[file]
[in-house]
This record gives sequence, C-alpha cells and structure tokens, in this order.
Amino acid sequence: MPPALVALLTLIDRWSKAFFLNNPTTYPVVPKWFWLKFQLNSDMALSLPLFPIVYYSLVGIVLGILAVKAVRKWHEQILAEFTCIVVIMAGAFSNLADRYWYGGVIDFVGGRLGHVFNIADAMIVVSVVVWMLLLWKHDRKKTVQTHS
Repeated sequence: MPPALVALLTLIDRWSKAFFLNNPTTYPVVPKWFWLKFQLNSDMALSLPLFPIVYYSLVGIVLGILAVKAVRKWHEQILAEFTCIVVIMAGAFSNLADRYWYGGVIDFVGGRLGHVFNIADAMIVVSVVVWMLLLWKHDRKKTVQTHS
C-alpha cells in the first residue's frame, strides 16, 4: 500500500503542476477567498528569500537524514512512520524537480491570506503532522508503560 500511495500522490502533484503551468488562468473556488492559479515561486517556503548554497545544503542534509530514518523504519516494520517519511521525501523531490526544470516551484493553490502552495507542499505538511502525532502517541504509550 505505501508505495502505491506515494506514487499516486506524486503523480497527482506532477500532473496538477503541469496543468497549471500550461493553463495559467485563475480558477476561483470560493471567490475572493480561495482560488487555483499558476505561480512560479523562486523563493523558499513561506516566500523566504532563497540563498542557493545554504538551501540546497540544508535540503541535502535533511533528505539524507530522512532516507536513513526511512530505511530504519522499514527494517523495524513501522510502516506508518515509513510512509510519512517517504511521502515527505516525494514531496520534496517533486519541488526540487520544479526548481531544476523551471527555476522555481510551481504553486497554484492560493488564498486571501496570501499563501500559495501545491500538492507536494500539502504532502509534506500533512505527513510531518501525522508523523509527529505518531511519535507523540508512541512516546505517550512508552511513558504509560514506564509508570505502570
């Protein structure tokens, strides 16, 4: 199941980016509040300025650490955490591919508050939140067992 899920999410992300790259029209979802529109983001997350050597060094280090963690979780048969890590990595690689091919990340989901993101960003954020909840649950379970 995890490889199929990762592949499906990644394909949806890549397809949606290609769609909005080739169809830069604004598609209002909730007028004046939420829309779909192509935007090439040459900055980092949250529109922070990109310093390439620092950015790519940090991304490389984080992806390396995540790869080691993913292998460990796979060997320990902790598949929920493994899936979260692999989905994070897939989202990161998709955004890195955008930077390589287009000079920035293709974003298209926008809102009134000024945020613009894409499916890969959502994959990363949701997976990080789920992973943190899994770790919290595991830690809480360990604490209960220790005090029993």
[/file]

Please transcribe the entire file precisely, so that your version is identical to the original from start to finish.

[in-house]
This record gives sequence, C-alpha cells and structure tokens, in this order.
Amino acid sequence: MPPALVALLTLIDRWSKAFFLNNPTTYPVVPKWFWLKFQLNSDMALSLPLFPIVYYSLVGIVLGILAVKAVRKWHEQILAEFTCIVVIMAGAFSNLADRYWYGGVIDFVGGRLGHVFNIADAMIVVSVVVWMLLLWKHDRKKTVQTHS
Repeated sequence: MPPALVALLTLIDRWSKAFFLNNPTTYPVVPKWFWLKFQLNSDMALSLPLFPIVYYSLVGIVLGILAVKAVRKWHEQILAEFTCIVVIMAGAFSNLADRYWYGGVIDFVGGRLGHVFNIADAMIVVSVVVWMLLLWKHDRKKTVQTHS
C-alpha cells in the first residue's frame, strides 16, 4: 500500500503542476477567498528569500537524514512512520524537480491570506503532522508503560 500511495500522490502533484503551468488562468473556488492559479515561486517556503548554497545544503542534509530514518523504519516494520517519511521525501523531490526544470516551484493553490502552495507542499505538511502525532502517541504509550 505505501508505495502505491506515494506514487499516486506524486503523480497527482506532477500532473496538477503541469496543468497549471500550461493553463495559467485563475480558477476561483470560493471567490475572493480561495482560488487555483499558476505561480512560479523562486523563493523558499513561506516566500523566504532563497540563498542557493545554504538551501540546497540544508535540503541535502535533511533528505539524507530522512532516507536513513526511512530505511530504519522499514527494517523495524513501522510502516506508518515509513510512509510519512517517504511521502515527505516525494514531496520534496517533486519541488526540487520544479526548481531544476523551471527555476522555481510551481504553486497554484492560493488564498486571501496570501499563501500559495501545491500538492507536494500539502504532502509534506500533512505527513510531518501525522508523523509527529505518531511519535507523540508512541512516546505517550512508552511513558504509560514506564509508570505502570
């Protein structure tokens, strides 16, 4: 199941980016509040300025650490955490591919508050939140067992 899920999410992300790259029209979802529109983001997350050597060094280090963690979780048969890590990595690689091919990340989901993101960003954020909840649950379970 995890490889199929990762592949499906990644394909949806890549397809949606290609769609909005080739169809830069604004598609209002909730007028004046939420829309779909192509935007090439040459900055980092949250529109922070990109310093390439620092950015790519940090991304490389984080992806390396995540790869080691993913292998460990796979060997320990902790598949929920493994899936979260692999989905994070897939989202990161998709955004890195955008930077390589287009000079920035293709974003298209926008809102009134000024945020613009894409499916890969959502994959990363949701997976990080789920992973943190899994770790919290595991830690809480360990604490209960220790005090029993």